Summer is usually a slow time for political fundraising, but not this year.
The three Republicans running for three Morris County freeholder seats have scheduled a $500 per person fundraiser for Aug. 14 at the Park Savoy restaurant in Florham Park. Elected officials, GOP club members and county committee members can go for $250 each.
Dubbed the “Keep Morris Strong Team,” the candidates are incumbent Deborah Smith, former freeholder John Krickus and newcomer Stephen Shaw.
“We need to keep Morris County as strong as ever,” the candidates say in their invitation. “We need to hold the line on property taxes, retain the AAA bond rating we have worked so hard to maintain,and preserve our county’s open space for all generations to come.”
None of this is earth shattering stuff.
Just about all candidates want to hold the line on property taxes.
A Triple A bond rating is very important, but the county has had that coveted rating for generations. It’s hard to see it going away no matter who is running the show in Morristown.
Preserving open space is always a sure winner, but there’s no new ground here. Morris County long has had the most active and extensive county park system in the state.
Still, Republicans in Morris County are operating under the premise that the general election, which long has been seen as a mere formality, will be competitive this year.
That was a point former governor Chris Christie made last week when he spoke at the party’s “unity breakfast.”
So it clearly makes sense for Republicans to stress what long has been positive about Morris County government.
GOP leaders know that Democrats are more active – or even angry – this year,. which normally is a recipe for a higher than average turnout for a mid-term election.
But winning a race for freeholder is still a tall order, given the fact it’s hard to campaign for an office many average people know little about. There is a push by state Sen. Joseph Pennacchio, R-Dist. 26, a onetime freeholder himself, to change the name of county officials from the archaic “freeholder” to the more contemporary-sounding “county commissioner.” No matter what happens with that idea, it’s not going to affect this year’s election.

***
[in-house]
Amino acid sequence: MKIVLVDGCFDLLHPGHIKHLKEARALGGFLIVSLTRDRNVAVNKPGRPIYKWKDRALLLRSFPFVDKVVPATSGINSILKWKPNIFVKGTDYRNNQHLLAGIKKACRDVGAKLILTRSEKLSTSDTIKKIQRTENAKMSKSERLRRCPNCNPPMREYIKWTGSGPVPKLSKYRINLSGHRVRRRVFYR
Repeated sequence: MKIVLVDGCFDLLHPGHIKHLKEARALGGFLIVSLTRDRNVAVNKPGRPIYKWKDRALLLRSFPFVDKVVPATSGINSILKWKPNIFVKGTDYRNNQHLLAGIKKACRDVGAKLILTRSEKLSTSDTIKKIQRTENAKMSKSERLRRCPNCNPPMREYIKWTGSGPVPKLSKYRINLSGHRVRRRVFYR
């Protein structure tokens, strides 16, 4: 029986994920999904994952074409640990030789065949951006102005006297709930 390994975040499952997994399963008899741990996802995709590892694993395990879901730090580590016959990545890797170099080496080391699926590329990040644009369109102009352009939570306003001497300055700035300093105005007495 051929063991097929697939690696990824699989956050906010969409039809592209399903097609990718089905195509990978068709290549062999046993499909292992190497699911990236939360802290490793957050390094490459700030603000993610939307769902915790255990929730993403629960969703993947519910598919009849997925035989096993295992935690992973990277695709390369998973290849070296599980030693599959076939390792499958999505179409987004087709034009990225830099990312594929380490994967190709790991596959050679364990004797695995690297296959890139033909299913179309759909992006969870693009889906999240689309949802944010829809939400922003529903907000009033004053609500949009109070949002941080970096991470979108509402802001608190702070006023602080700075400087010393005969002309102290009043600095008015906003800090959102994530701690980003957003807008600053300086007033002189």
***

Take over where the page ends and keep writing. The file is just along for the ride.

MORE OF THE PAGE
Some observers have pointed to a rising Democratic vote in eastern Morris County. That is precisely why Democratic congressional candidate Mikie Sherrill is seen as having a good chance of winning that seat.
The western reaches of the county are a bit different. Large margins of victory in such places as Roxbury and Washington Township last fall saved the three District 25 GOP state legislators from a shocking defeat.
That is what Democratic freeholder candidates Mary Dougherty, Richard Corcoran and Rupande Mehta are up against. Dougherty is the wife of Morristown Mayor Tim Dougherty. Corcoran has run for the state Assembly. Mehta is a newcomer to county politics.
The Dems have labeled themselves as “Team Morris.”
Those with long memories will remember that onetime Republican Freeholder Director Ed Tamm came up with the “Team Morris” moniker about 25 years ago in an attempt to bring about board unity and teamwork.
If nothing else, that ancient anecdote proves little in politics is really new.